First off, agent Mary Kole has a really interesting article about the future of agenting, in which agents offer up some visions of what's to come. And though I'm of course no longer an agent, I chimed in with a shorter version of what I said yesterday. The future, it is most definitely coming.

Meanwhile, industry sage Mike Shatzkin has a characteristically insigutful post about differentiating the purpose of Digital Rights Management (DRM) between stopping piracy (hint: not very good at it) vs. stopping casual sharing (hint: actually pretty good at it). Probably a large part of why you're not going to see it go away any time soon.

And further to this whole future business, my good friend Eric from Pimp My Novel has a great post on brand management and how publishers are not adapting quickly enough to the new landscape and are still continuing to muddle their own brands with imprints that only matter to insiders. It's been two months since I left agenting and I already am forgetting basically all imprints, but just off the top of my head, Random House alone contains: Random House, Knopf, Crown, Crown Forum, Broadway, Nan A. Talese, Spiegel & Grau, Three Rivers Press, Doubleday, Dial Press, Bantam, Doubleday Religion, Harmony, Waterbrook, Ballantine, Clarkson Potter, Vintage, Anchor, Dell, Del Rey, Triumph, Pantheon, Knopf Children's, Random House Children's, Delacorte, Schwartz & Wade, Wendy Lamb, and I'm sure I'm forgetting plenty. And that is just Random House!!!

And finally in the future of publishing, if you want one of those newfangled Kindle thingamajigs, reader Steve Fuller is happily giving one away! Stop by to find out how to win.

On Wednesday we discussed the balance between writing and life, and there were two pretty moving posts this week about that tenuous balance between grief and books and writing. Stephen Parrish received permission to reprint a transcript of David Foster Wallace's funeral, and it's an incredibly moving outpouring from the people who knew him. And over at HTML Giant, Kyle Minor reflects on reading as an escape from some of the horrors of life and death (via Bookslut). I'm not sure if you'll read two more moving links this week.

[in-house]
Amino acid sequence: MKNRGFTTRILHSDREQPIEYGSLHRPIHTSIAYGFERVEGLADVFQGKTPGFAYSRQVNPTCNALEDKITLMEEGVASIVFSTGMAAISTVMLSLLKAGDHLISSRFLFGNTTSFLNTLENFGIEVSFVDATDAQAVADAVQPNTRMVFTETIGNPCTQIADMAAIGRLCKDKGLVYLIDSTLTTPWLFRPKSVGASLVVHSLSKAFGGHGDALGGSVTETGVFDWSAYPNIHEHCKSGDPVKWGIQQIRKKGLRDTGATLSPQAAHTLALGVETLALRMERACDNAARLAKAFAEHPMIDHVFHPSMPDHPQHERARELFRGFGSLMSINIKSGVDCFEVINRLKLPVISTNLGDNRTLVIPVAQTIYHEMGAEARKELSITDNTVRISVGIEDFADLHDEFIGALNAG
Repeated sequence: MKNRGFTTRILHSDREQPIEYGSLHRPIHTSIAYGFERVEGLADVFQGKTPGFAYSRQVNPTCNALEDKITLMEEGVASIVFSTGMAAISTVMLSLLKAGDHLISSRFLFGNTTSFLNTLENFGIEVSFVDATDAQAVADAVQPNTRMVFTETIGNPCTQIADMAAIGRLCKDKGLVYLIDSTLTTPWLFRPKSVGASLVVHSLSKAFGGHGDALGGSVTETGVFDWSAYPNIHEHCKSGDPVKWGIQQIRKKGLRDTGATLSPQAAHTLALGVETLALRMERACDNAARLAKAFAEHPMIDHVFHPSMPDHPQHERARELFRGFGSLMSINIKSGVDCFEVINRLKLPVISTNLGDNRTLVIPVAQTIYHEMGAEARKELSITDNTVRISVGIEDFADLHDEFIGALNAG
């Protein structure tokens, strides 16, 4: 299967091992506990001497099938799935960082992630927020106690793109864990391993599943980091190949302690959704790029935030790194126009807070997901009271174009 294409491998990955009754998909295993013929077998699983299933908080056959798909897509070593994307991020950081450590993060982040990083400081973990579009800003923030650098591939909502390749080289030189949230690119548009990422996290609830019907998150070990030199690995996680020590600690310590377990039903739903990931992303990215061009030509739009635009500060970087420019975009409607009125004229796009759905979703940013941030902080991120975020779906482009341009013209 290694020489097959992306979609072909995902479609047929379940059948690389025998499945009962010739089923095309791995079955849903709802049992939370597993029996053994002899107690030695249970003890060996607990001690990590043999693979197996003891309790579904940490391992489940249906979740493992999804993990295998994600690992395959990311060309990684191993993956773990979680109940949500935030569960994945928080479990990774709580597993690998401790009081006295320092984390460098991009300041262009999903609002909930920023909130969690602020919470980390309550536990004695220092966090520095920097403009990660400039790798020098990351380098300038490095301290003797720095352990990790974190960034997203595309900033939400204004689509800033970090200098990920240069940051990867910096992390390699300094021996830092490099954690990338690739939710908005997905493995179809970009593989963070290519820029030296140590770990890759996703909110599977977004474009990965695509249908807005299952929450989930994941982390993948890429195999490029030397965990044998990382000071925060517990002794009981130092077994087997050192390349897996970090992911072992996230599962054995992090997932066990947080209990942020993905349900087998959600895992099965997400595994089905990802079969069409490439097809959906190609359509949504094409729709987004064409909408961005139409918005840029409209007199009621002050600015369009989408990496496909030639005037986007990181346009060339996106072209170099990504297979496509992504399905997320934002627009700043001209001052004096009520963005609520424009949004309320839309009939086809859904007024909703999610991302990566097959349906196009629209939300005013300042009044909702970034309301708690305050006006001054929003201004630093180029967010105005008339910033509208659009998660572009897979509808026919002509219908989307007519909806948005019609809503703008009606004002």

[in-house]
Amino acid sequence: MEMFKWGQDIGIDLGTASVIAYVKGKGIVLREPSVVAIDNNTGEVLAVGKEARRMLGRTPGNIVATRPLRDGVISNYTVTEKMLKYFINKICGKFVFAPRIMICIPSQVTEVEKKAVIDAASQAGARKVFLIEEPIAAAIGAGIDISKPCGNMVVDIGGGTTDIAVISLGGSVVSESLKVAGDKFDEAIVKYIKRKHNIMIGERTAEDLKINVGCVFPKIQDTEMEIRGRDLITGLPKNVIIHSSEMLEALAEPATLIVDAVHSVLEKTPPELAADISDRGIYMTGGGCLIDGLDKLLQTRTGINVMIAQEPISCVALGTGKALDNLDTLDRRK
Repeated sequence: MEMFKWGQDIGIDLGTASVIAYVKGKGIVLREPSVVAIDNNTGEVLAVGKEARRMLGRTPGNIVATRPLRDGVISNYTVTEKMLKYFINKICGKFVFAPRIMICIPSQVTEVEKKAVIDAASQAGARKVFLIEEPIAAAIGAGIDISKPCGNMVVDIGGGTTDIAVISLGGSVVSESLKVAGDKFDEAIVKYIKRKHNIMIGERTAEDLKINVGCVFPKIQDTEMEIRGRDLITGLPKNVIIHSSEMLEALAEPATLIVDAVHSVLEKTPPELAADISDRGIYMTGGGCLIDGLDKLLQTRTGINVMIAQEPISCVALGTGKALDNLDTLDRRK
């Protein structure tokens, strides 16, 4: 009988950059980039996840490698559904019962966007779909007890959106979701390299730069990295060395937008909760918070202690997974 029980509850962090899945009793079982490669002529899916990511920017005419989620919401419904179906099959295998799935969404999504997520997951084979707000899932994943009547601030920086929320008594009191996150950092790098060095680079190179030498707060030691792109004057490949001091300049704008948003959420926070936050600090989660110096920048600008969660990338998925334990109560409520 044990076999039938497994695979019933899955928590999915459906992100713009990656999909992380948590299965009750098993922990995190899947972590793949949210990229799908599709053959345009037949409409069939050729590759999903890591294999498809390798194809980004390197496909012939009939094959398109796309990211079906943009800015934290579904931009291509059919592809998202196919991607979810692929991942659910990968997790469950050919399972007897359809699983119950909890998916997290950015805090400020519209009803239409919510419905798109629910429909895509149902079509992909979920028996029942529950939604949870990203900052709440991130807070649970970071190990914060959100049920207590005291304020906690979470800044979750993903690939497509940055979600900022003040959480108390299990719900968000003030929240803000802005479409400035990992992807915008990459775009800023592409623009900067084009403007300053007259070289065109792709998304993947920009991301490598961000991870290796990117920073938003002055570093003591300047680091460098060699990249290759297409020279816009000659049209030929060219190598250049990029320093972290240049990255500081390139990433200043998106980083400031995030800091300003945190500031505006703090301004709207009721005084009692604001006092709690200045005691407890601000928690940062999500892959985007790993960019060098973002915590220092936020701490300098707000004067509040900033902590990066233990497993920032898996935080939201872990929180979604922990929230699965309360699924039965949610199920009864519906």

The ALA has come and gone and some of the most cherished awards in young people's literature were announced. Congrats to Clare Vanderpool for winning the Newbery for MOON OVER MANIFEST, Philip C. Stead and Erin E. Stead won the Caldecot for A SICK DAY FOR AMOS McGEE, Paolo Bacigalupi won the Printz for SHIP BREAKER, and Rita Williams-Garcia won the Coretta Scott King Award for ONE CRAZY SUMMER. Congratulations, all!

And are you curious about which books were bestsellers the week you were born? Wonder no more.

I know I have been woefully negligent about our Page Critique Fridays as I've gone through quite a busy stretch, but rest assured, I shall resume them soon enough!

This week in the Forums, the joy of cooking, all things waiting, people's first e-book experiences, how to know when to move on from a manuscript, and the 10,000th Forum post!

Comment! of! the! Week! There were tons of really great comments in response to yesterday's post about the future of agenting, and I thought I would single out Porter Anderson's, reprinted in full:

Picking up on Reena's good comment, I think I see the lifespan of publishers shortening faster than that of agents, Nathan. This is because an agent's role is morphing into something that includes vehicle design, not just content. The agent already is doing the work of acquiring editors, often of publicity departments, and is advising and negotiating pathways to distribution, more and more of which lie outside traditional routes.

While offshore and film rights negotiations, of course, may remain closer to current patterns, the the future of smart agenting lies in the transmedia efforts being tracked by Digital Book World's Guy LeCharles Gonzalez ( http://www.digitalbookworld.com ), by Jane Friedman ( http://blog.writersdigest.com/norules/ ) and by rich-media developmental specialists like Dan Blank of We Grow Media ( http://www.wegrowmedia.com ).